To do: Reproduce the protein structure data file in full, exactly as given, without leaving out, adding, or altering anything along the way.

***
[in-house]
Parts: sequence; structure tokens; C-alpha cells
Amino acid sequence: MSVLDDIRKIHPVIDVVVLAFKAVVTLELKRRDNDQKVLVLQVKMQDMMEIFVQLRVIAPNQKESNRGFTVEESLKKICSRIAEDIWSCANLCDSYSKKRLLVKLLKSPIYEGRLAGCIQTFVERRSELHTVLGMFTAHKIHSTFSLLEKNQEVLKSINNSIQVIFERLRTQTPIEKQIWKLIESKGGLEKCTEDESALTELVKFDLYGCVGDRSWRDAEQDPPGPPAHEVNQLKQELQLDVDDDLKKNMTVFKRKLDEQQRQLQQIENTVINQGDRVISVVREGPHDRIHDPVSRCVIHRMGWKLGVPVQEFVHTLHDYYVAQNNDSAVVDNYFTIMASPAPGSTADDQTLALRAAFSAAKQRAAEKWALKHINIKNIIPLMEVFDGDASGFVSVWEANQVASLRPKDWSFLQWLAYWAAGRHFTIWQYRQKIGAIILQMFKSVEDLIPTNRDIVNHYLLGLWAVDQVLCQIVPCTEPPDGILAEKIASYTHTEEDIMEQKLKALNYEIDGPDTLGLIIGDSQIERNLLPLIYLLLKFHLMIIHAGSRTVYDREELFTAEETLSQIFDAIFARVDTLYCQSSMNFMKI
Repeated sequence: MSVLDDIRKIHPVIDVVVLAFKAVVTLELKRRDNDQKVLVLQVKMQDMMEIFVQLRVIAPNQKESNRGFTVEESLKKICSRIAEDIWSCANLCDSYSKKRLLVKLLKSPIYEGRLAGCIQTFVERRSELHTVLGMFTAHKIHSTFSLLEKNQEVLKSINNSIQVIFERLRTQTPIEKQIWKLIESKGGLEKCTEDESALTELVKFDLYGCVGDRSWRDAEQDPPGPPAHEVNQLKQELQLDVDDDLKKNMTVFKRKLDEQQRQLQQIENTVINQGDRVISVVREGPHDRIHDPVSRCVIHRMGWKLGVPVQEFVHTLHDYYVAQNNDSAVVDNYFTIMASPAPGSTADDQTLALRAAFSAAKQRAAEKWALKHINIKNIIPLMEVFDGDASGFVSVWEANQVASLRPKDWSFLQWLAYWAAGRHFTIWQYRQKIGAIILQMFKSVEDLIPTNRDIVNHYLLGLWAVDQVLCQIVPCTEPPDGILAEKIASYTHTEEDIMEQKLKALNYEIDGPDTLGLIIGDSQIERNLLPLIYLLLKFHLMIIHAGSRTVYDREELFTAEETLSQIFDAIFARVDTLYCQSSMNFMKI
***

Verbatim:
[in-house]
Parts: sequence; structure tokens; C-alpha cells
Amino acid sequence: MSVLDDIRKIHPVIDVVVLAFKAVVTLELKRRDNDQKVLVLQVKMQDMMEIFVQLRVIAPNQKESNRGFTVEESLKKICSRIAEDIWSCANLCDSYSKKRLLVKLLKSPIYEGRLAGCIQTFVERRSELHTVLGMFTAHKIHSTFSLLEKNQEVLKSINNSIQVIFERLRTQTPIEKQIWKLIESKGGLEKCTEDESALTELVKFDLYGCVGDRSWRDAEQDPPGPPAHEVNQLKQELQLDVDDDLKKNMTVFKRKLDEQQRQLQQIENTVINQGDRVISVVREGPHDRIHDPVSRCVIHRMGWKLGVPVQEFVHTLHDYYVAQNNDSAVVDNYFTIMASPAPGSTADDQTLALRAAFSAAKQRAAEKWALKHINIKNIIPLMEVFDGDASGFVSVWEANQVASLRPKDWSFLQWLAYWAAGRHFTIWQYRQKIGAIILQMFKSVEDLIPTNRDIVNHYLLGLWAVDQVLCQIVPCTEPPDGILAEKIASYTHTEEDIMEQKLKALNYEIDGPDTLGLIIGDSQIERNLLPLIYLLLKFHLMIIHAGSRTVYDREELFTAEETLSQIFDAIFARVDTLYCQSSMNFMKI
Repeated sequence: MSVLDDIRKIHPVIDVVVLAFKAVVTLELKRRDNDQKVLVLQVKMQDMMEIFVQLRVIAPNQKESNRGFTVEESLKKICSRIAEDIWSCANLCDSYSKKRLLVKLLKSPIYEGRLAGCIQTFVERRSELHTVLGMFTAHKIHSTFSLLEKNQEVLKSINNSIQVIFERLRTQTPIEKQIWKLIESKGGLEKCTEDESALTELVKFDLYGCVGDRSWRDAEQDPPGPPAHEVNQLKQELQLDVDDDLKKNMTVFKRKLDEQQRQLQQIENTVINQGDRVISVVREGPHDRIHDPVSRCVIHRMGWKLGVPVQEFVHTLHDYYVAQNNDSAVVDNYFTIMASPAPGSTADDQTLALRAAFSAAKQRAAEKWALKHINIKNIIPLMEVFDGDASGFVSVWEANQVASLRPKDWSFLQWLAYWAAGRHFTIWQYRQKIGAIILQMFKSVEDLIPTNRDIVNHYLLGLWAVDQVLCQIVPCTEPPDGILAEKIASYTHTEEDIMEQKLKALNYEIDGPDTLGLIIGDSQIERNLLPLIYLLLKFHLMIIHAGSRTVYDREELFTAEETLSQIFDAIFARVDTLYCQSSMNFMKI